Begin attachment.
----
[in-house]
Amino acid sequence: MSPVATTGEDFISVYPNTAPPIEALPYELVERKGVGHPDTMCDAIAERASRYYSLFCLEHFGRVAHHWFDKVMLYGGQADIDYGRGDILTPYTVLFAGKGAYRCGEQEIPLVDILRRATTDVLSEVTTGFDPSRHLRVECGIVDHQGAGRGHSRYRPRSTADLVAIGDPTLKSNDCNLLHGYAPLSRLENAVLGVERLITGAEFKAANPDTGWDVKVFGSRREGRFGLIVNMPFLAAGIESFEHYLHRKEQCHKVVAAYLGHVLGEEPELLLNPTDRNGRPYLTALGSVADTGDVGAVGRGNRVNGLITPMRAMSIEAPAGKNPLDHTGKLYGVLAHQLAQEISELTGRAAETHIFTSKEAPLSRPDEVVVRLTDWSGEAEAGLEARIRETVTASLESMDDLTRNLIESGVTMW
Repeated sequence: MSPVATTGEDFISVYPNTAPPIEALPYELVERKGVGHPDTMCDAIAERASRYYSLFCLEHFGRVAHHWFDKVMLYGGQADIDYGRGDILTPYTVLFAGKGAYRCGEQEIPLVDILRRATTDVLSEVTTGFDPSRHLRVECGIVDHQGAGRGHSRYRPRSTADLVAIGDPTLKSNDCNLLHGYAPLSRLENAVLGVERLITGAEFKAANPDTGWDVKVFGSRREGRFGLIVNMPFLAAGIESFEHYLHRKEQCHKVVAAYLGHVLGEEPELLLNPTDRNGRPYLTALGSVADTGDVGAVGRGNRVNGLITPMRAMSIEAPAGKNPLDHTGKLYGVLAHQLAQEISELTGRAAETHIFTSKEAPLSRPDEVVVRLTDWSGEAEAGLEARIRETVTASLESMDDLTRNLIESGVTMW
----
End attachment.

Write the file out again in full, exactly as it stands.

[in-house]
Amino acid sequence: MSPVATTGEDFISVYPNTAPPIEALPYELVERKGVGHPDTMCDAIAERASRYYSLFCLEHFGRVAHHWFDKVMLYGGQADIDYGRGDILTPYTVLFAGKGAYRCGEQEIPLVDILRRATTDVLSEVTTGFDPSRHLRVECGIVDHQGAGRGHSRYRPRSTADLVAIGDPTLKSNDCNLLHGYAPLSRLENAVLGVERLITGAEFKAANPDTGWDVKVFGSRREGRFGLIVNMPFLAAGIESFEHYLHRKEQCHKVVAAYLGHVLGEEPELLLNPTDRNGRPYLTALGSVADTGDVGAVGRGNRVNGLITPMRAMSIEAPAGKNPLDHTGKLYGVLAHQLAQEISELTGRAAETHIFTSKEAPLSRPDEVVVRLTDWSGEAEAGLEARIRETVTASLESMDDLTRNLIESGVTMW
Repeated sequence: MSPVATTGEDFISVYPNTAPPIEALPYELVERKGVGHPDTMCDAIAERASRYYSLFCLEHFGRVAHHWFDKVMLYGGQADIDYGRGDILTPYTVLFAGKGAYRCGEQEIPLVDILRRATTDVLSEVTTGFDPSRHLRVECGIVDHQGAGRGHSRYRPRSTADLVAIGDPTLKSNDCNLLHGYAPLSRLENAVLGVERLITGAEFKAANPDTGWDVKVFGSRREGRFGLIVNMPFLAAGIESFEHYLHRKEQCHKVVAAYLGHVLGEEPELLLNPTDRNGRPYLTALGSVADTGDVGAVGRGNRVNGLITPMRAMSIEAPAGKNPLDHTGKLYGVLAHQLAQEISELTGRAAETHIFTSKEAPLSRPDEVVVRLTDWSGEAEAGLEARIRETVTASLESMDDLTRNLIESGVTMW